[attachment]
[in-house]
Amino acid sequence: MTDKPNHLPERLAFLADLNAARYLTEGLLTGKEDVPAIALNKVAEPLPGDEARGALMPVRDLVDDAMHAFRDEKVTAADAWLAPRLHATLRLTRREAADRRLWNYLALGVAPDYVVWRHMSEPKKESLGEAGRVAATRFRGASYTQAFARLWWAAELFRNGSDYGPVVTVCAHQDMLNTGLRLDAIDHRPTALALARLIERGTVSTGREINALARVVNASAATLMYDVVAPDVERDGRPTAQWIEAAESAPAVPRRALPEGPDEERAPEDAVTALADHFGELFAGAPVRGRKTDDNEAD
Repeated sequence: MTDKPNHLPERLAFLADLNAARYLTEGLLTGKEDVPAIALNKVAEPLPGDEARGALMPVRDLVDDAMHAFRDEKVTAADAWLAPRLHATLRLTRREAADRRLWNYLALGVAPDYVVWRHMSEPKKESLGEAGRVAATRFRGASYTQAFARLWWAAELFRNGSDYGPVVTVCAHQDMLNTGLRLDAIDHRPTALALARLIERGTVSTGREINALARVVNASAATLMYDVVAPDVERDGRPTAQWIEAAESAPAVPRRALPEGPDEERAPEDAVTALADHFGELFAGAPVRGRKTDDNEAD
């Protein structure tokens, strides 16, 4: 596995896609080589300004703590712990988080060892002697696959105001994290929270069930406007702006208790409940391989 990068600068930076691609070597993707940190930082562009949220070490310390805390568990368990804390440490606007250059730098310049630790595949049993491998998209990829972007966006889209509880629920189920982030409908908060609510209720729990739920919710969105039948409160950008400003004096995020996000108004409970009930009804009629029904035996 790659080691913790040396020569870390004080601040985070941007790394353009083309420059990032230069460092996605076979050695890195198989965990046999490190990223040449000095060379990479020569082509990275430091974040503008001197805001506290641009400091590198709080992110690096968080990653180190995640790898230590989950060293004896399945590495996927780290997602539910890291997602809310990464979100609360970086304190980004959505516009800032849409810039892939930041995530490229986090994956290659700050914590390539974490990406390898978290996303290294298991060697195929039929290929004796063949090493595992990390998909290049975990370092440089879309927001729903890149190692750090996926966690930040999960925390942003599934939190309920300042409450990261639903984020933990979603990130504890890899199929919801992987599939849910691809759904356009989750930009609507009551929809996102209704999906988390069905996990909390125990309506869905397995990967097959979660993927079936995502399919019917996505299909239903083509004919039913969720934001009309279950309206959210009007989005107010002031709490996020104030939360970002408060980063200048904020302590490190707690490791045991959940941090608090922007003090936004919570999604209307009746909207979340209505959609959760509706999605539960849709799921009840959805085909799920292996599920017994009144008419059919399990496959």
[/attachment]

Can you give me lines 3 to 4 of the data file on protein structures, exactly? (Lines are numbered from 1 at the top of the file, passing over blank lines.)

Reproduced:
Repeated sequence: MTDKPNHLPERLAFLADLNAARYLTEGLLTGKEDVPAIALNKVAEPLPGDEARGALMPVRDLVDDAMHAFRDEKVTAADAWLAPRLHATLRLTRREAADRRLWNYLALGVAPDYVVWRHMSEPKKESLGEAGRVAATRFRGASYTQAFARLWWAAELFRNGSDYGPVVTVCAHQDMLNTGLRLDAIDHRPTALALARLIERGTVSTGREINALARVVNASAATLMYDVVAPDVERDGRPTAQWIEAAESAPAVPRRALPEGPDEERAPEDAVTALADHFGELFAGAPVRGRKTDDNEAD
């Protein structure tokens, strides 16, 4: 596995896609080589300004703590712990988080060892002697696959105001994290929270069930406007702006208790409940391989 990068600068930076691609070597993707940190930082562009949220070490310390805390568990368990804390440490606007250059730098310049630790595949049993491998998209990829972007966006889209509880629920189920982030409908908060609510209720729990739920919710969105039948409160950008400003004096995020996000108004409970009930009804009629029904035996 790659080691913790040396020569870390004080601040985070941007790394353009083309420059990032230069460092996605076979050695890195198989965990046999490190990223040449000095060379990479020569082509990275430091974040503008001197805001506290641009400091590198709080992110690096968080990653180190995640790898230590989950060293004896399945590495996927780290997602539910890291997602809310990464979100609360970086304190980004959505516009800032849409810039892939930041995530490229986090994956290659700050914590390539974490990406390898978290996303290294298991060697195929039929290929004796063949090493595992990390998909290049975990370092440089879309927001729903890149190692750090996926966690930040999960925390942003599934939190309920300042409450990261639903984020933990979603990130504890890899199929919801992987599939849910691809759904356009989750930009609507009551929809996102209704999906988390069905996990909390125990309506869905397995990967097959979660993927079936995502399919019917996505299909239903083509004919039913969720934001009309279950309206959210009007989005107010002031709490996020104030939360970002408060980063200048904020302590490190707690490791045991959940941090608090922007003090936004919570999604209307009746909207979340209505959609959760509706999605539960849709799921009840959805085909799920292996599920017994009144008419059919399990496959």